I think the answer is to buy a compressor and run it off the geny.

Money spent will be better than dealing with broken pipes.

Now I just need to connect reality with the horribly general owners manual.
Borrow, rent, or buy a compressor--but make sure that the compressor doesn't pull more current in the cold than the generator can supply. Starting a cold compressor takes a huge amount of amps--more amps than the compressor draws while operating.
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Old 10-23-2013, 11:26 PM   #4
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2014 28' Flying Cloud
Snoqualmie , Washington
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Or rent or borrow, if that is an option. As reference, having just bought a compressor, your purchase amount would vary between $60 for a cheap harbor freight unit, to $140 for a Porter Cable 6 gallon pancake kit on Amazon to around $300 for a Rolair or Makita unit (plus another 50 for the kit and hose if not included). The camco adapter to hook up the hose to trailer is about $7.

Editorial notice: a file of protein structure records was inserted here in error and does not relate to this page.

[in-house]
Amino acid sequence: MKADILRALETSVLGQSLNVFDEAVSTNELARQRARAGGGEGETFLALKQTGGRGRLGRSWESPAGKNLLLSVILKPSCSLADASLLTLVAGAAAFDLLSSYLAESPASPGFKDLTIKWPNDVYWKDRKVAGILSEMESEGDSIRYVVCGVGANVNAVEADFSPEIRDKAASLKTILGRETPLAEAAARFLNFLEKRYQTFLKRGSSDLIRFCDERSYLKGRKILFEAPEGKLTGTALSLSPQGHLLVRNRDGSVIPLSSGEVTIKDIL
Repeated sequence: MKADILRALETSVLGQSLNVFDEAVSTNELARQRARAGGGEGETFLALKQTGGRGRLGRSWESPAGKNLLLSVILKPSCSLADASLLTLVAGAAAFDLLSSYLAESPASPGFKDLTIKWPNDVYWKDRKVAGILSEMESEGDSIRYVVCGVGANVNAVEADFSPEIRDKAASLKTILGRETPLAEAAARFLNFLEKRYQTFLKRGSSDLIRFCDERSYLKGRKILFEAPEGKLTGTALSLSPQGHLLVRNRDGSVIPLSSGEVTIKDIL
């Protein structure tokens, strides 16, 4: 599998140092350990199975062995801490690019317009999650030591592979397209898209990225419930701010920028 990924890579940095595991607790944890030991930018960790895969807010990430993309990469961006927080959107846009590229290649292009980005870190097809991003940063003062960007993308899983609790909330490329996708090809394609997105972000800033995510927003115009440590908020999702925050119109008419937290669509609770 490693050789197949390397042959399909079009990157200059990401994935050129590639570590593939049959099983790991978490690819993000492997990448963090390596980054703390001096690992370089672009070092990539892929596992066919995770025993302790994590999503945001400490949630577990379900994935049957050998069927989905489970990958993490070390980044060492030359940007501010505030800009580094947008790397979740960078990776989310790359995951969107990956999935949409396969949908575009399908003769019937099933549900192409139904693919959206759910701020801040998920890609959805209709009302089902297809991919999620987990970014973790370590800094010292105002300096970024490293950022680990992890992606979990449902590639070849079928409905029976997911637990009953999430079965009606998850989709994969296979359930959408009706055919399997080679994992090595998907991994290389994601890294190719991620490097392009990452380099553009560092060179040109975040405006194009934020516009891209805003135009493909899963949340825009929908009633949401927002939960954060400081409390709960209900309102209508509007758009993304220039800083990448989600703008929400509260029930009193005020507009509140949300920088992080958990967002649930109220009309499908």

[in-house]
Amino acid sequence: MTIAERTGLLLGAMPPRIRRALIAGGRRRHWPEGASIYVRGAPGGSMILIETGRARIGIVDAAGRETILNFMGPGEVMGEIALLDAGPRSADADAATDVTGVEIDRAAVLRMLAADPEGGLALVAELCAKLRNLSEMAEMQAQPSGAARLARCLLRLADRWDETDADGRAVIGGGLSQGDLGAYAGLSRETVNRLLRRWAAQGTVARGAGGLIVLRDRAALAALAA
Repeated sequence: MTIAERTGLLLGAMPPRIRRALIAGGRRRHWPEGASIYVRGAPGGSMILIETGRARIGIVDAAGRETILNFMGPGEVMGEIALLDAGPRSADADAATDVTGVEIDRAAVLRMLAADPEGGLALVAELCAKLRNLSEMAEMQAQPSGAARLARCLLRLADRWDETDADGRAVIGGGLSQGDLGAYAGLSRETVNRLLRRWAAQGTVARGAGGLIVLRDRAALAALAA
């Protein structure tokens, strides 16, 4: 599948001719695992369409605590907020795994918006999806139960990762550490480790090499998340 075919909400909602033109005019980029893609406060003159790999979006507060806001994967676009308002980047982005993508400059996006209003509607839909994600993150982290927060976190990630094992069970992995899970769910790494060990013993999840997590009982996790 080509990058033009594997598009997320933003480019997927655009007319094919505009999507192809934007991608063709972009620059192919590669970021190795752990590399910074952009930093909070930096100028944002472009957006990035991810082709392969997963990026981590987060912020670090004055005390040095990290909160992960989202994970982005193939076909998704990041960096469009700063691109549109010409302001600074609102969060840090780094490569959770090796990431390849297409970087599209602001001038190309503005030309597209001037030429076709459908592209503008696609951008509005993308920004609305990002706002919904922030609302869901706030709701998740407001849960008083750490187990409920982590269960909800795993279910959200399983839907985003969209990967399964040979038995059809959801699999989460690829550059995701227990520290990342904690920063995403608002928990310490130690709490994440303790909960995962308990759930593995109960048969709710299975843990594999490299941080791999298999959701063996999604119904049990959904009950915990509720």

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Old 10-24-2013, 12:29 AM   #5
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2012 30' Flying Cloud
San Antonio , Texas
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Won't help now, but buy this for next time.
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Old 10-24-2013, 03:48 AM   #6
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2013 30' Classic
Greenwood , Mississippi
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I used a bicycle pump last winter. It is a lot of work, but it will git-r-dun.